Dance Review: Roy Assaf creations

A review of Roy Assaf's dance presentation at the Suzanne Dellal theater on December 29.

By ORA BRAFMAN
January 2, 2013 22:41
1 minute read.
Roy Assaf's 'The Hill'

Roy Assaf's 'The Hill' 370. (photo credit: Courtesy PR)

 
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Roy Assaf made his name as a dancer working closely with Emanuel Gat, an Israeli choreographer of international stature based in France. This program established him as a ripe choreographer as well.

The first piece, Six Years Later, is a duet with Hadar Yunger-Harel, which demonstrated exceptional kinetic synergy, as if two bodies were sharing one mind. Its beauty, nuances and intricate, astute movements filled the stage with a magical charm.

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Based largely on consistent physical contact, or close proximity, Six Years creates unparalleled intimacy between two people, sharing equal amounts of fortitude and vulnerability. The delightful interplay of fluid passages between short scenes of frame-by-frame mode allows focused observation of fleeting moods of intimacy, alertness, insecurity and trust. An honest dialogue, devoid of frills meant to impress onlookers.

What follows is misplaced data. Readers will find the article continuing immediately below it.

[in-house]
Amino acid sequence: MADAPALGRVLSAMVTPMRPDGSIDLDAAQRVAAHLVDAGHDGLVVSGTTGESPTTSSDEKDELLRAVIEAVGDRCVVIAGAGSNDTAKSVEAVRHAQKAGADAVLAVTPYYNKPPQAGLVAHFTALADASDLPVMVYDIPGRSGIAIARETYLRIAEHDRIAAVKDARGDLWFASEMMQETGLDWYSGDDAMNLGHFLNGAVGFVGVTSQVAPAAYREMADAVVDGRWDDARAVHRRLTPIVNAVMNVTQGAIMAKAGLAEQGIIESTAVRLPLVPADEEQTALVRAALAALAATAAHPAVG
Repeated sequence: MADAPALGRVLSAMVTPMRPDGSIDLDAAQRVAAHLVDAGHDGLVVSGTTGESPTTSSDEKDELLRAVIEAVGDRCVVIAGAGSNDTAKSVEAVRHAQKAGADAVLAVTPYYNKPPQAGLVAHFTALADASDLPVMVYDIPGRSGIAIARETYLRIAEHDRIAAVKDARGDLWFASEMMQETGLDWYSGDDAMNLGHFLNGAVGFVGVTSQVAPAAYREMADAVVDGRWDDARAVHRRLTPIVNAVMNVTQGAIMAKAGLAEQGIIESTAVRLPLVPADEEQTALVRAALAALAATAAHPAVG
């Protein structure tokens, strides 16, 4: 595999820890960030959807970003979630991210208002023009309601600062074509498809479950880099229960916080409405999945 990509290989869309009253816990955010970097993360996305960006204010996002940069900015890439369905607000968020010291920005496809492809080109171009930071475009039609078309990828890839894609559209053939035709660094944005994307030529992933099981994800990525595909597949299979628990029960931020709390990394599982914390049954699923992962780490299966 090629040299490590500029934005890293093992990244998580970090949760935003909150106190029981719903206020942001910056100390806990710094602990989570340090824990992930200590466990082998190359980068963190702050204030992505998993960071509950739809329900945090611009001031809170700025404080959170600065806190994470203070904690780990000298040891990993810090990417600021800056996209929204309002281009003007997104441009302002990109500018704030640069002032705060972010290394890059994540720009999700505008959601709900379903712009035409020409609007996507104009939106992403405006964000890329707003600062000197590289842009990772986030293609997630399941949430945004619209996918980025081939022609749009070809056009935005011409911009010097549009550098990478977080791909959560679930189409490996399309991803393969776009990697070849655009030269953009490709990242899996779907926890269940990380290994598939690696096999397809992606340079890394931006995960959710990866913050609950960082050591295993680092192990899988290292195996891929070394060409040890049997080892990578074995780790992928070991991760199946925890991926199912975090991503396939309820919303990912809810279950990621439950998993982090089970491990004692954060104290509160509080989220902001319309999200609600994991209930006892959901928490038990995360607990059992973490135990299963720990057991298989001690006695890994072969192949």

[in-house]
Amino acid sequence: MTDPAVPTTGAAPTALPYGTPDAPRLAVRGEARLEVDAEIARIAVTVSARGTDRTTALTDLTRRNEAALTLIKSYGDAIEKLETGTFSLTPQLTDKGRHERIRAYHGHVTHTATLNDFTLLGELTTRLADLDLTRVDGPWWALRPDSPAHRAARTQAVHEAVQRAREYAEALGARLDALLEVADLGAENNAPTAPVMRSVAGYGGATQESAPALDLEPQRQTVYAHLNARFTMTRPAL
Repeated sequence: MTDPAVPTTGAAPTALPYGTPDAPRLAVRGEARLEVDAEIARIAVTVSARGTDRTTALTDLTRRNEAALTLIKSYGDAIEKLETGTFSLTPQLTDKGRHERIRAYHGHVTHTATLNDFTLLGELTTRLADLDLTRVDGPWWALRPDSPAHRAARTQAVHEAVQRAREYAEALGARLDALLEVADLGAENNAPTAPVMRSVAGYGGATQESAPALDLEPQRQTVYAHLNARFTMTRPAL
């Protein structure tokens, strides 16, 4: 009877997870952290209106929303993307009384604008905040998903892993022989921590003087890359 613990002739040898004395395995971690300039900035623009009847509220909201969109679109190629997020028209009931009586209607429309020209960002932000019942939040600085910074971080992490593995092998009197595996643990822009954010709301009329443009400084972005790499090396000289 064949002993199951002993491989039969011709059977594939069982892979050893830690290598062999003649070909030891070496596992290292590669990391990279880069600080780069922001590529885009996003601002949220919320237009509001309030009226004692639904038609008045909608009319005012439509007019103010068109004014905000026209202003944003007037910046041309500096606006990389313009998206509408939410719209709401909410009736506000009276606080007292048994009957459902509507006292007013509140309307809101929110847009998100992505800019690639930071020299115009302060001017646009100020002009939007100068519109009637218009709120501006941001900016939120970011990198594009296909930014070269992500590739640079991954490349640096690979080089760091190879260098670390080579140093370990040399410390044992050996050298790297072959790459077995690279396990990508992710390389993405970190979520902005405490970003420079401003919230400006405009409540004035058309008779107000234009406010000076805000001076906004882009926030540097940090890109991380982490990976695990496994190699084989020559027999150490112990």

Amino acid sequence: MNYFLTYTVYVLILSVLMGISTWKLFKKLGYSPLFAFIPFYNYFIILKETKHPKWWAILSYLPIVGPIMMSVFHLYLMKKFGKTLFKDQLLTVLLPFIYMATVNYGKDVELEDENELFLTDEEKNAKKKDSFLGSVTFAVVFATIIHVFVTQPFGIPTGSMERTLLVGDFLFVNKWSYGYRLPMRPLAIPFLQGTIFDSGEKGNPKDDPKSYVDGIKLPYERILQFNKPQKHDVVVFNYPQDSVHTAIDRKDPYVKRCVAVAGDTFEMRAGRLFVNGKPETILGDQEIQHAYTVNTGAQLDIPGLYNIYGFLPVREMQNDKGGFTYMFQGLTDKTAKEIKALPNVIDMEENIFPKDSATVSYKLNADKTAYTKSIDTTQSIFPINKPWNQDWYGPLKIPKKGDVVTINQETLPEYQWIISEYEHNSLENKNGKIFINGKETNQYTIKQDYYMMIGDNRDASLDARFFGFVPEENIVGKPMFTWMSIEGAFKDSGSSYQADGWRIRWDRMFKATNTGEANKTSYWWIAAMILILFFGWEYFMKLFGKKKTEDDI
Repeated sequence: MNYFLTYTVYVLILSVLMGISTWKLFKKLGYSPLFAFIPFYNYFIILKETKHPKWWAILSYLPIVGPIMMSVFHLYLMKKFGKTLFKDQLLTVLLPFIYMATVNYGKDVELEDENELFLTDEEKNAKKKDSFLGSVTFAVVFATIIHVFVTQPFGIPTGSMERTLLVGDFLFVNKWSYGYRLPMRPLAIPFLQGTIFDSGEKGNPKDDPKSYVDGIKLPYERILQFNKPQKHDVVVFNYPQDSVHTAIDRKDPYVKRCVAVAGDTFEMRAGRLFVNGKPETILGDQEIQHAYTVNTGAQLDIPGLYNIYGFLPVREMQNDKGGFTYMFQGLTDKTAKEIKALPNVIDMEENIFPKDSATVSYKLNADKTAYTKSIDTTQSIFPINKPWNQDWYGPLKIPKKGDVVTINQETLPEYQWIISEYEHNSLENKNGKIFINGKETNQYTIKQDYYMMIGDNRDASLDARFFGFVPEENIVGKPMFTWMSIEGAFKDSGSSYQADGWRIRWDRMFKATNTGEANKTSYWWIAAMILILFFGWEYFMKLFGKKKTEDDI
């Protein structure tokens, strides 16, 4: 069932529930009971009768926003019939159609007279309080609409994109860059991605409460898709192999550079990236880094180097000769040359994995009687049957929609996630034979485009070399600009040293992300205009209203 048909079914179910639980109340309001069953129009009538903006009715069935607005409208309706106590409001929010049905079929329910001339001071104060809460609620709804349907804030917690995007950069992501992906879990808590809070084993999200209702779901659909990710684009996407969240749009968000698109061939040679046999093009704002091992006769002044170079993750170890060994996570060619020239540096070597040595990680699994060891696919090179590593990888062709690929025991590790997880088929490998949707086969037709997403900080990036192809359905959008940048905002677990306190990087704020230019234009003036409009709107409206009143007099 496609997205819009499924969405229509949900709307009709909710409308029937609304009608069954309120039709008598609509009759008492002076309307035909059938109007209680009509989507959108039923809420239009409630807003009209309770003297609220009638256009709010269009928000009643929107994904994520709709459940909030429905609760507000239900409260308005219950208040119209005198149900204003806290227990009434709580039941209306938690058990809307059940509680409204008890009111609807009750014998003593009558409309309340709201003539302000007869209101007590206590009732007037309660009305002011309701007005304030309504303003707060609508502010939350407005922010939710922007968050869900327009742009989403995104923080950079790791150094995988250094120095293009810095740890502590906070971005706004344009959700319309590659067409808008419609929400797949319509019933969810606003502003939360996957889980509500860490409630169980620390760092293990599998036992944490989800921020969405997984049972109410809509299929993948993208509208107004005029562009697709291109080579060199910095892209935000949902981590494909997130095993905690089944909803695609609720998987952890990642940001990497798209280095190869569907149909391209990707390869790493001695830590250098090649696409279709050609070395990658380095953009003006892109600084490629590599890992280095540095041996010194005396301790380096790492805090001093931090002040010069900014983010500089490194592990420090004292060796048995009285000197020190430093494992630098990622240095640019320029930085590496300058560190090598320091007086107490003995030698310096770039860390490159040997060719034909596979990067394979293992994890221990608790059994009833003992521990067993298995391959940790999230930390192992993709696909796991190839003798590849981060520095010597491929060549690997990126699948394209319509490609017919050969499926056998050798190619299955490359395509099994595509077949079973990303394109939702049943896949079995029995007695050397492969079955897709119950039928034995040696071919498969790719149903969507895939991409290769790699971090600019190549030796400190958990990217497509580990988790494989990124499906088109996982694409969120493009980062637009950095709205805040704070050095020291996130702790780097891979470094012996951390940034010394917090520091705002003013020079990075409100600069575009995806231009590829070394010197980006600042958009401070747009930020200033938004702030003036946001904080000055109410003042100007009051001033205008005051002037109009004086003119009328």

Both play on a large range of intensity and inner dynamics which finally explodes in a series of vibrating bodies under a spell.

There is strong sense of awareness of proportions, and subtle humor, even more apparent in the second piece, The Hill.

The Hill pertains to a song “Ammunition Hill,” written to commemorate a traumatic battle in 1967 in which 36 paratroopers were killed by Jordanian soldiers.

It’s a trio work danced by the terrific cast of Shlomi Biton, Yigal Furman and Assaf, who used military parade tunes to set the mood. It played well with delicate irony between the reverence of the lyrics and contemporary means centers on different male kinship and camaraderie.

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This program established Assaf as one of the major emerging choreographic voices on our dance stages. His powerful performance brought the audience to their feet for the long and rare standing ovation of the year.

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